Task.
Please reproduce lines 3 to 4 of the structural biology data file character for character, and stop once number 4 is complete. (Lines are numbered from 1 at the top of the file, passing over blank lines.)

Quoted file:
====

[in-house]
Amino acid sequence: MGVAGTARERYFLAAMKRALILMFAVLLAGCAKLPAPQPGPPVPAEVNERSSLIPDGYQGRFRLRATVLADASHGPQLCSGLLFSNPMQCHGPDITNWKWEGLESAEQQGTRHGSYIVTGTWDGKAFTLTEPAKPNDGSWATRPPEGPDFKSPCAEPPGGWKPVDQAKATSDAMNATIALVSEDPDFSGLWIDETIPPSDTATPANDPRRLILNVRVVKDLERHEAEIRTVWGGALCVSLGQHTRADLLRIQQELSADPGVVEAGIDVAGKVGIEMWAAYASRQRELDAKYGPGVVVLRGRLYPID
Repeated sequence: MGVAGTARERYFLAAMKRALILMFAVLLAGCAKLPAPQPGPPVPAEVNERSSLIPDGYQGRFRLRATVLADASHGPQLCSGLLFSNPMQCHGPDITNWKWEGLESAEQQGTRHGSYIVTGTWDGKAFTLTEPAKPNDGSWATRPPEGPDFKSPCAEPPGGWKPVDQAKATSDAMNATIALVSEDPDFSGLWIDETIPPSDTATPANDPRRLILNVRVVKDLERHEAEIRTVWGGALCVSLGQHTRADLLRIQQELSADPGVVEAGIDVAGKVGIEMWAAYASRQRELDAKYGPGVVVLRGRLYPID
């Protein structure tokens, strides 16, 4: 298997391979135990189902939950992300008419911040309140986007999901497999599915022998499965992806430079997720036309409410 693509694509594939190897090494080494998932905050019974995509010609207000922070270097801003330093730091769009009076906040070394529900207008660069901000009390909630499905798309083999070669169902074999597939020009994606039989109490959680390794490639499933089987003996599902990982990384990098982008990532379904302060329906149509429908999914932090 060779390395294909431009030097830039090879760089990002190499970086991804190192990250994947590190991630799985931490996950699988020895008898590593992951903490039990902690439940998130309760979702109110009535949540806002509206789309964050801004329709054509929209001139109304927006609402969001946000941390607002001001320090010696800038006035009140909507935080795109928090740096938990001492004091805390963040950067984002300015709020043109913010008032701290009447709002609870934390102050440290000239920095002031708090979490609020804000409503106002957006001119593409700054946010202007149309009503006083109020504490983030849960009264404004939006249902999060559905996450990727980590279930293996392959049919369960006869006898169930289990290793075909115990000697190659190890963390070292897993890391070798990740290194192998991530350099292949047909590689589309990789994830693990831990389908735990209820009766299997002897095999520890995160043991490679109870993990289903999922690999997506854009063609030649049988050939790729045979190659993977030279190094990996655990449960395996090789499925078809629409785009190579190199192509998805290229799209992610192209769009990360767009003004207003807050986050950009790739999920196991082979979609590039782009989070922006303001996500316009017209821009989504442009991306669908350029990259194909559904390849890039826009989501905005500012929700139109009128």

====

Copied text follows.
Repeated sequence: MGVAGTARERYFLAAMKRALILMFAVLLAGCAKLPAPQPGPPVPAEVNERSSLIPDGYQGRFRLRATVLADASHGPQLCSGLLFSNPMQCHGPDITNWKWEGLESAEQQGTRHGSYIVTGTWDGKAFTLTEPAKPNDGSWATRPPEGPDFKSPCAEPPGGWKPVDQAKATSDAMNATIALVSEDPDFSGLWIDETIPPSDTATPANDPRRLILNVRVVKDLERHEAEIRTVWGGALCVSLGQHTRADLLRIQQELSADPGVVEAGIDVAGKVGIEMWAAYASRQRELDAKYGPGVVVLRGRLYPID
């Protein structure tokens, strides 16, 4: 298997391979135990189902939950992300008419911040309140986007999901497999599915022998499965992806430079997720036309409410 693509694509594939190897090494080494998932905050019974995509010609207000922070270097801003330093730091769009009076906040070394529900207008660069901000009390909630499905798309083999070669169902074999597939020009994606039989109490959680390794490639499933089987003996599902990982990384990098982008990532379904302060329906149509429908999914932090 060779390395294909431009030097830039090879760089990002190499970086991804190192990250994947590190991630799985931490996950699988020895008898590593992951903490039990902690439940998130309760979702109110009535949540806002509206789309964050801004329709054509929209001139109304927006609402969001946000941390607002001001320090010696800038006035009140909507935080795109928090740096938990001492004091805390963040950067984002300015709020043109913010008032701290009447709002609870934390102050440290000239920095002031708090979490609020804000409503106002957006001119593409700054946010202007149309009503006083109020504490983030849960009264404004939006249902999060559905996450990727980590279930293996392959049919369960006869006898169930289990290793075909115990000697190659190890963390070292897993890391070798990740290194192998991530350099292949047909590689589309990789994830693990831990389908735990209820009766299997002897095999520890995160043991490679109870993990289903999922690999997506854009063609030649049988050939790729045979190659993977030279190094990996655990449960395996090789499925078809629409785009190579190199192509998805290229799209992610192209769009990360767009003004207003807050986050950009790739999920196991082979979609590039782009989070922006303001996500316009017209821009989504442009991306669908350029990259194909559904390849890039826009989501905005500012929700139109009128």